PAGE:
I first learned about Nini’s Deli from a few friends, first only by name and seeing homies post food on their Instagram. Eventually I had a chance to meet Juan and he was mad cool. So after seeing and eating some of the food and hearing that it was a family-run business that combined aspects of Cuban and Lebanese food, I was curious about the history of Nini’s Deli. So I finally had a chance to stop by and see the restaurant in person. I sat down and asked Juan a few questions about himself, his family’s history, and the history of their business. Their story is like many others in Chicago, which is a story of immigrants coming here and making the most of what they have, adding to the variety of flavor Chicago has to offer.
DAVID RASOOL ROBINSON: Tell us your name, your background and what you do for Nini’s.
JUAN-ELIAS RIESCO: My name is Juan-Elias Riesco. I am born of two immigrant parents in the north side of Chicago. My family first opened up Nini’s Deli in 2010 while I was studying graphic design in San Francisco. In 2012, my father was rushed to the hospital for emergency heart surgery and my folks asked me to drop all I was doing in the West Coast to come take over the new family business. Since moving home, I have redesigned the entire interior of the restaurant, rebranded us completely and conceptualized our menu.
Where does the name Nini’s come from?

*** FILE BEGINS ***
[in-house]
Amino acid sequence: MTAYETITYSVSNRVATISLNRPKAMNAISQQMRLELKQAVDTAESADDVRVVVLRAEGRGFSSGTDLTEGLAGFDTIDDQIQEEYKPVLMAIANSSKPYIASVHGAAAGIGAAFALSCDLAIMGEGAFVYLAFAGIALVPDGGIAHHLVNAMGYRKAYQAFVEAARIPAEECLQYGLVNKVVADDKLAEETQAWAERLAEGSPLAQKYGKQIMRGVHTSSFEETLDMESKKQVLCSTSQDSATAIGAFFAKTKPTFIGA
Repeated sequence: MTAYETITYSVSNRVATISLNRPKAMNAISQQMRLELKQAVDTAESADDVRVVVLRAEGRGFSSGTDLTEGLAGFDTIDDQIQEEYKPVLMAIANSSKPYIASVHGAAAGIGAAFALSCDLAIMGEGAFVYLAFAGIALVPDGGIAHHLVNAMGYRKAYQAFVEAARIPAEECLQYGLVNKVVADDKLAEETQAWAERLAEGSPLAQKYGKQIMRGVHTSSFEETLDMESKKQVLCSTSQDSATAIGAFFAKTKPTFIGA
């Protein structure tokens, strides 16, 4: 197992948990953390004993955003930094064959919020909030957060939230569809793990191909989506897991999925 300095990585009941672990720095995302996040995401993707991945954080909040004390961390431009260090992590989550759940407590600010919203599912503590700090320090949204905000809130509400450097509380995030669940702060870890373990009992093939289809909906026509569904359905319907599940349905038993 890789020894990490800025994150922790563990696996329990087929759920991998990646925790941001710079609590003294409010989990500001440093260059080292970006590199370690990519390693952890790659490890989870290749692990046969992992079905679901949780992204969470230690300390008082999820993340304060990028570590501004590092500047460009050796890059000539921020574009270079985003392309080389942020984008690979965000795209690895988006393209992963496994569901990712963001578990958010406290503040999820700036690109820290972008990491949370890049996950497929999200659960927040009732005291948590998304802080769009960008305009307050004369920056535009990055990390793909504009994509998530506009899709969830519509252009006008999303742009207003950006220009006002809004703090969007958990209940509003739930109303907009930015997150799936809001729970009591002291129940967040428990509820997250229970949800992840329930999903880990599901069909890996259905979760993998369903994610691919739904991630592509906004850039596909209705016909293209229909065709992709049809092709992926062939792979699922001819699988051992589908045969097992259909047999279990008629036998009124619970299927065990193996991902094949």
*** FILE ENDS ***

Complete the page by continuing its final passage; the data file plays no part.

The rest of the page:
Nini’s is named after my big sister. When my folks first had my sister they used to tell my brother, “Go to the other room and check up on la ni~na (translates to little girl in english).” My brother, who was 3 at the time, used to come back into the room saying, “La Nini is crying!” He couldn’t pronounce the spanish ~N so he said Nini instead. The nickname stuck.
Tell me about the history of Nini’s and how the original family business transitioned from the corner store to Nini’s the restaurant.
My dad moved from Cuba to Chicago at the age of 9 and got his first job when he was a teenager working at his neighborhood deli. My grandfather moved to Chicago, after doing a hefty bid in the Cuban jail, when my pops was in his early 20s. Together they opened a one-stop-shop grocery/sandwich shop in 1980 directly across the street from where Nini’s is now. They sold everything from motor oil to Cuban sandwiches for 20 years on that corner. When my folks opened up shop in 2010 with the same concept, they noticed that people no longer were buying groceries, but it wasn’t till I took over when we removed groceries from the equation and transformed into solely a restaurant. Skeptical at first, my parents did not like my decision to get rid of the groceries, but now are very happy with my business plan.
How does a sandwich get its name?
The bulk of our menu is our own rendition of classic Cuban dishes, so for the most part we stuck to traditional names.
What future plans do you have for Nini’s?
Our plan for Nini’s is to continue to provide quality food and service. Since the ’80s, my parents have built their business around customer service. Till this day, people come into Nini’s and talk about how much they loved my mom and dad back in the day when they had the old shop. So I focus on giving the new locals the same loving customer service that my folks provided back in the day. I have a few cool collaborations coming out soon with local designers and graphic artists to create some interesting and fun merch for the shop as well. I really want to use the platform I’ve created to work with other emerging artists. I’m super stoked on that.
Nini’s doesn’t just make sandwiches, they also serve empanadas, hummus and pita and desserts. They also have many halal and vegetarian options.